To calculate the total irradiance, we employ a mathematical technique called integration to sum all the fractional irradiances for all directions in the hemisphere. This can be mathematically represented as follows:

$$E = \int\limits_\Omega dE = \int \limits_\Omega \cos(\theta) L d\omega$$

Properties of a Surface

Given the quantities introduced so far, we can now define the properties of a surface as ratios between incoming and reflected flux.

If this ratio equals 0, it implies that the surface reflects no light and appears totally black. A ratio of 1 indicates a purely reflective surface, meaning all incoming irradiance is reflected. This ratio cannot exceed 1, as that would imply the surface is generating light (excluding the consideration of emissive surfaces for now). A surface may reflect less light than it receives because some incoming light is absorbed by the material. This ratio, in essence, quantifies how much of the incoming light is absorbed by an object.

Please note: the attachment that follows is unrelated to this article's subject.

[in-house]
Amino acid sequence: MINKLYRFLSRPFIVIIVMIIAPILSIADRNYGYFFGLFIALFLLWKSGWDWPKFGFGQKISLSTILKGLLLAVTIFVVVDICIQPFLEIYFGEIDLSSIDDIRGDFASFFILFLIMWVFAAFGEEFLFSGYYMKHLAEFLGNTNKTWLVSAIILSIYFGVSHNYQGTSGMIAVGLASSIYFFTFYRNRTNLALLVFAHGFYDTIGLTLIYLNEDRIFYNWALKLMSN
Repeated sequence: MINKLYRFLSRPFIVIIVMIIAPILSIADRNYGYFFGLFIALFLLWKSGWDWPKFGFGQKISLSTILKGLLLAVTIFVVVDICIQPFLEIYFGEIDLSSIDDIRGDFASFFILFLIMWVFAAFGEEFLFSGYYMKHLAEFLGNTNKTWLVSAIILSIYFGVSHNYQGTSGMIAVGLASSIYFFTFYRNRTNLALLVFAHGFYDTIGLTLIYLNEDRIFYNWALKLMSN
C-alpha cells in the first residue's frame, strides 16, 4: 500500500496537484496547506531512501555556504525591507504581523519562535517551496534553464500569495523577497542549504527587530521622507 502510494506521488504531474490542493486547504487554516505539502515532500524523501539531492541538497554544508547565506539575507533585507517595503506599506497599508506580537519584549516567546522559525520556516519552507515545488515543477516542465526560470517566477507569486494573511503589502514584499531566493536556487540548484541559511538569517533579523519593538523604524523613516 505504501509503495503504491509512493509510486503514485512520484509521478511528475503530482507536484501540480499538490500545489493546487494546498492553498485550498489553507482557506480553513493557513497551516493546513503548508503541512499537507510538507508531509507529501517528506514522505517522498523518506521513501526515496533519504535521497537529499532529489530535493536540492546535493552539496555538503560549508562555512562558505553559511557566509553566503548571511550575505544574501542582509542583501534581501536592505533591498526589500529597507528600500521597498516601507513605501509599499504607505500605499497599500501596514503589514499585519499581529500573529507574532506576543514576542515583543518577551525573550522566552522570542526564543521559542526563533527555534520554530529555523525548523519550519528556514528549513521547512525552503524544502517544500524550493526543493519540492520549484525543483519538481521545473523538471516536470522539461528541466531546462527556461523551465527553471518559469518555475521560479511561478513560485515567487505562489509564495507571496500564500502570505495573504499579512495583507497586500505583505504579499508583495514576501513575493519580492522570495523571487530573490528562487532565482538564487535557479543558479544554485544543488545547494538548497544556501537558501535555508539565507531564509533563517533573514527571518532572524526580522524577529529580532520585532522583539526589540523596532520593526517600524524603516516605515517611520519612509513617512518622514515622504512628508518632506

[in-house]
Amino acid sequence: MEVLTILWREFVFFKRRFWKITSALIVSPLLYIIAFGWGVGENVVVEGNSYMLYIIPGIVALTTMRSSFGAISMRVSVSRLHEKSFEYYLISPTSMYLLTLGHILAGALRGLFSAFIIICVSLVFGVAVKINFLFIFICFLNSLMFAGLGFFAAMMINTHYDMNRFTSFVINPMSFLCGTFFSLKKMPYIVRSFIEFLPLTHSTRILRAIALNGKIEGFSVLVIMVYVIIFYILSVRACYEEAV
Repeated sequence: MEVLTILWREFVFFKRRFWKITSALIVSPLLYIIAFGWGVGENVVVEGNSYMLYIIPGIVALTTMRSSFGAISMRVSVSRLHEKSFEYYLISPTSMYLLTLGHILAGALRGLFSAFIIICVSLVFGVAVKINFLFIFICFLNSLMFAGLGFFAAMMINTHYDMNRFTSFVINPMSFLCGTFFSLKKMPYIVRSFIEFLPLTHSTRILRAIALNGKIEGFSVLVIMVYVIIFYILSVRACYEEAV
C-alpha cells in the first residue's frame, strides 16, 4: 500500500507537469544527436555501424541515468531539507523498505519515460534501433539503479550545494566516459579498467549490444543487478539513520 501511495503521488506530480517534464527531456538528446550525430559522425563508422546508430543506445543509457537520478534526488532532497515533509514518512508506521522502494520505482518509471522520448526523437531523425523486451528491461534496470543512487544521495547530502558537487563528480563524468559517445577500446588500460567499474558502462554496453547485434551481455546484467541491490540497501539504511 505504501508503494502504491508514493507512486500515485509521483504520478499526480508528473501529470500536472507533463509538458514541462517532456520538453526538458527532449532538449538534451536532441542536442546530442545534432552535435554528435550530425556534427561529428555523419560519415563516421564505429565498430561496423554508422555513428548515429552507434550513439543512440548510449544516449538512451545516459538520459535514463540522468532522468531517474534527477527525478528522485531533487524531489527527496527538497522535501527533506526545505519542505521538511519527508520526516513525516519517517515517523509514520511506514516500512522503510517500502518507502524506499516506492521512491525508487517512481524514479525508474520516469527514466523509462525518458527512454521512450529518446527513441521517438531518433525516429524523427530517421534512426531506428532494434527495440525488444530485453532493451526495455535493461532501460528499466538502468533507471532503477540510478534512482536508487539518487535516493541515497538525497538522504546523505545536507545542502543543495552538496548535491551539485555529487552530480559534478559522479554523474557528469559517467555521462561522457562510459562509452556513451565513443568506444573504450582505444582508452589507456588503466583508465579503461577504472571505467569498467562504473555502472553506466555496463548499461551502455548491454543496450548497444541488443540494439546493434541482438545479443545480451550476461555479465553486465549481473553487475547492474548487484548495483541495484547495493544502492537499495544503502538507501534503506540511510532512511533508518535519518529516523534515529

Let's now express this ratio in mathematical form for a beam of light (a single direction) arriving at point \(x\) on the surface. Remember, when considering a single direction instead of all directions in the hemisphere, we focus on differential quantities. For a beam of light, this ratio is therefore between the differential incoming radiance (light coming in) with direction \(\omega_i\) and the differential outgoing radiance in the direction of the observer (with direction \(\omega_o\)). This ratio is known as reflectance (denoted \(f_r\)) and is expressed as:

$$ f_r = \frac{dL(\omega_o)}{dE(\omega_i)} = \frac{dL(\omega_o)}{\cos(\theta_i) L(\omega_i) d\omega_i} $$